Why recent graduates shouldn’t plan their careers
MPW Insider is an online community where the biggest names in business and beyond answer timely career and leadership questions. Today’s answer for: Why is it important for women to take risks in business? is written by Teresa Briggs, vice chair and west region managing partner at Deloitte.
Virginia Elizabeth “Geena” Davis once said, “If you risk nothing, then you risk everything.” From someone who once starred in Beetlejuice and managed to win an Oscar afterwards, it’s clear she (and her agent) lived by those words. When I reflect back on my more than 30 years in the workforce, there’s no denying that risks can be scary, and the fear of the unknown is often overwhelming. However, I have found that more often than not, taking chances can bring about new opportunities and propel your career forward.
When I was a new college grad, I thought I had an idea of what my career journey would look like. But looking back now, sticking to that path without inviting some element of risk would have narrowed my horizons rather than broadening them. Risk-taking is less about jumping into the unknown and more about being opportunistic — maximizing one’s personal and professional growth, visibility, and relationships by recognizing the variables associated with a decision and using good judgment.
Looking beyond new opportunities, risk-taking can manifest itself within the confines of corporate structure. Raising one’s hand to share a dissenting opinion takes guts, and while it’s a risk to go against the herd, the alternative rarely generates positive momentum. After all, “groupthink” isn’t just a glossary word from Sociology 101 — it hinders creativity and innovation in the workplace. While it can be intimidating to go against the grain, being unafraid to share your voice delivers a diversity of viewpoints, providing the building blocks for better outcomes.
I’ve found that remaining true to your authentic self and encouraging your colleagues to do the same is one of the most important parts of overcoming a fear of taking risks. Whether it was taking on a new role, a new office culture, or a completely different industry, there were times in my career when I questioned whether a position was right for me or if I’d be able to adapt quick enough to perform at a high level.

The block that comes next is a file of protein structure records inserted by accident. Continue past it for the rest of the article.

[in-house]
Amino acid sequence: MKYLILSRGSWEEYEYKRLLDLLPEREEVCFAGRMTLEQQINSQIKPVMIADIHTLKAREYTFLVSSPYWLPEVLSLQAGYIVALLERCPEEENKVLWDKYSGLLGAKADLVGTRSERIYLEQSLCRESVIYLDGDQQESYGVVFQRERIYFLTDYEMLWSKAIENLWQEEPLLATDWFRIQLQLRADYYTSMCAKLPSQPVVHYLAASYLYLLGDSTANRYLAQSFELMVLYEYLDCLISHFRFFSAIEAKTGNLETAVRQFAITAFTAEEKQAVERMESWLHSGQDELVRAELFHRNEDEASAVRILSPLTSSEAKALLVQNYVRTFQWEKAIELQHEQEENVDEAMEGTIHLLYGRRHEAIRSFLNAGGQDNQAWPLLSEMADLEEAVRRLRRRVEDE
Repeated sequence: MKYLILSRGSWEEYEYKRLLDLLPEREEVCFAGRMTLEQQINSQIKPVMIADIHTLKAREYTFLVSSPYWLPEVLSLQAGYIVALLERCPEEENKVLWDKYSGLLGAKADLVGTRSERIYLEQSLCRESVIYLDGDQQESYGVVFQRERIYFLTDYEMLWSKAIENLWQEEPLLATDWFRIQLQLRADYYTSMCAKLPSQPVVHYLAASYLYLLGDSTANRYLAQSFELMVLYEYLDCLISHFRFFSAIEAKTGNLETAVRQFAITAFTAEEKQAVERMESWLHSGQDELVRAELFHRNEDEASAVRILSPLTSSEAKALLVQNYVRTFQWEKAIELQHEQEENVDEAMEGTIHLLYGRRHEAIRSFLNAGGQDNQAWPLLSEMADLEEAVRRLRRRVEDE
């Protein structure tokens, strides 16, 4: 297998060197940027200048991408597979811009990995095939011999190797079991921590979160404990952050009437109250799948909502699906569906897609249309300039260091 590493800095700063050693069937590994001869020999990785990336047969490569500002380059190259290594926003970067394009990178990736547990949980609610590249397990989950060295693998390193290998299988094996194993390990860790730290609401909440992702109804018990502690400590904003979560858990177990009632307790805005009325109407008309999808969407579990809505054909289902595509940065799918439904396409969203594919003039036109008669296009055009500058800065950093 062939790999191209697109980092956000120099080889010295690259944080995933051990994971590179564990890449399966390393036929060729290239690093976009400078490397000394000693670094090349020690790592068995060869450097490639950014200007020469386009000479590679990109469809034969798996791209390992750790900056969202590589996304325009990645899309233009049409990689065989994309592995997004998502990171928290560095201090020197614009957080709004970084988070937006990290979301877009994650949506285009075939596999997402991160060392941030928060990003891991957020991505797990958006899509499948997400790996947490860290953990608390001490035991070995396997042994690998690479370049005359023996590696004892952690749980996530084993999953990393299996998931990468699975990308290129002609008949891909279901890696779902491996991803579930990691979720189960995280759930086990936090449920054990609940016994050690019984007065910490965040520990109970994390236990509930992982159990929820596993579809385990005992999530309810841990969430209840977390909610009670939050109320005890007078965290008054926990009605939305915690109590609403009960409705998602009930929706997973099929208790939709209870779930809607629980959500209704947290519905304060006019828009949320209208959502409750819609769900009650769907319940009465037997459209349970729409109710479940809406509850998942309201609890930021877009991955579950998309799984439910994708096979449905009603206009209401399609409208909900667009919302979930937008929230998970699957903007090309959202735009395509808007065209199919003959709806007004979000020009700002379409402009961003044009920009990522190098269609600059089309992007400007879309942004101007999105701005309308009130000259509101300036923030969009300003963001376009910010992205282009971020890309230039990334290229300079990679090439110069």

Managing the internal anxiety that often accompanies risk requires the right kind of support system, and being able to talk to someone openly about pros, cons and doubts has helped me create the level of certainty required to charge ahead as a leader. Having a sponsor in my professional life has made it easier to take chances, as each move I’ve made has taught me new skills and helped me make new connections that widen my experiences and capabilities — things I can now share with the individuals I sponsor. It’s this kind of continuous development that allows the risks I’ve taken serve as valuable lessons to the women who come after me.
Read all answers to the MPW Insider question: Why is it important for women to take risks in business?
Is gender bias a reason to quit your job? by Lauren Stiller Rikleen, president of Rikleen Institute for Strategic Leadership.
The one way to guarantee failure at work by Kathy Bloomgarden, CEO of Ruder Finn.
Why starting my own business at 25 was a huge mistake by Carolyn Rodz, CEO of Market Mentor.
Build-A-Bear CEO: Why women need to take risks in business by Sharon Price John, CEO of Build-A-Bear Workshop.